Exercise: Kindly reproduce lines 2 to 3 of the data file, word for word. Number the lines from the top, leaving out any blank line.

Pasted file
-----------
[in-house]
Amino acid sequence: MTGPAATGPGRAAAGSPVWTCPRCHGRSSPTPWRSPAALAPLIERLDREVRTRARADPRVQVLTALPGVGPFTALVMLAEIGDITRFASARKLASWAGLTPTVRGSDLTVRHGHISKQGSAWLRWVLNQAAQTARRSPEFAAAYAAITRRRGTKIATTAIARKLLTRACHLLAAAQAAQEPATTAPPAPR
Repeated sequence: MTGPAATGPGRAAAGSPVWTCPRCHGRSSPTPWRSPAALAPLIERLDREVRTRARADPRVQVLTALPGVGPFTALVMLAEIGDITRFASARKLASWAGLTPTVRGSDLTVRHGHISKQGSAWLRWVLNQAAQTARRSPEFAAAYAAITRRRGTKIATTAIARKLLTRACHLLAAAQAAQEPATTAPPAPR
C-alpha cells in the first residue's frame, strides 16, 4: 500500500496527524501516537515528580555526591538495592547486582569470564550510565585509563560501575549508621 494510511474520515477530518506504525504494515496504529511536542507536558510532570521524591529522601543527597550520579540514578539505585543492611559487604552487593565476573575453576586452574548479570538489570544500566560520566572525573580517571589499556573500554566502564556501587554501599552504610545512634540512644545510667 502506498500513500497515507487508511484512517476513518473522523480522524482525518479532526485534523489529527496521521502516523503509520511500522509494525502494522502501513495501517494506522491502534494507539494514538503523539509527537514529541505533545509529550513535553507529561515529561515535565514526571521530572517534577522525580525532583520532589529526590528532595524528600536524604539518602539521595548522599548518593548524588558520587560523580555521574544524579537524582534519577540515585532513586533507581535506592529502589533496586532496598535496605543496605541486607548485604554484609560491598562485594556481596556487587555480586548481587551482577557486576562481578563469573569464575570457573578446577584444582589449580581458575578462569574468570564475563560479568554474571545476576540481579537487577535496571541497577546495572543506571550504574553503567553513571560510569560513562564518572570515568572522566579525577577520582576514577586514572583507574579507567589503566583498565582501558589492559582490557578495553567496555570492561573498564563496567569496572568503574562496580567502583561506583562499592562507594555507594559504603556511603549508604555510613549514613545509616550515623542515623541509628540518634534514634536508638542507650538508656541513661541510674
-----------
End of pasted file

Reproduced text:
Amino acid sequence: MTGPAATGPGRAAAGSPVWTCPRCHGRSSPTPWRSPAALAPLIERLDREVRTRARADPRVQVLTALPGVGPFTALVMLAEIGDITRFASARKLASWAGLTPTVRGSDLTVRHGHISKQGSAWLRWVLNQAAQTARRSPEFAAAYAAITRRRGTKIATTAIARKLLTRACHLLAAAQAAQEPATTAPPAPR
Repeated sequence: MTGPAATGPGRAAAGSPVWTCPRCHGRSSPTPWRSPAALAPLIERLDREVRTRARADPRVQVLTALPGVGPFTALVMLAEIGDITRFASARKLASWAGLTPTVRGSDLTVRHGHISKQGSAWLRWVLNQAAQTARRSPEFAAAYAAITRRRGTKIATTAIARKLLTRACHLLAAAQAAQEPATTAPPAPR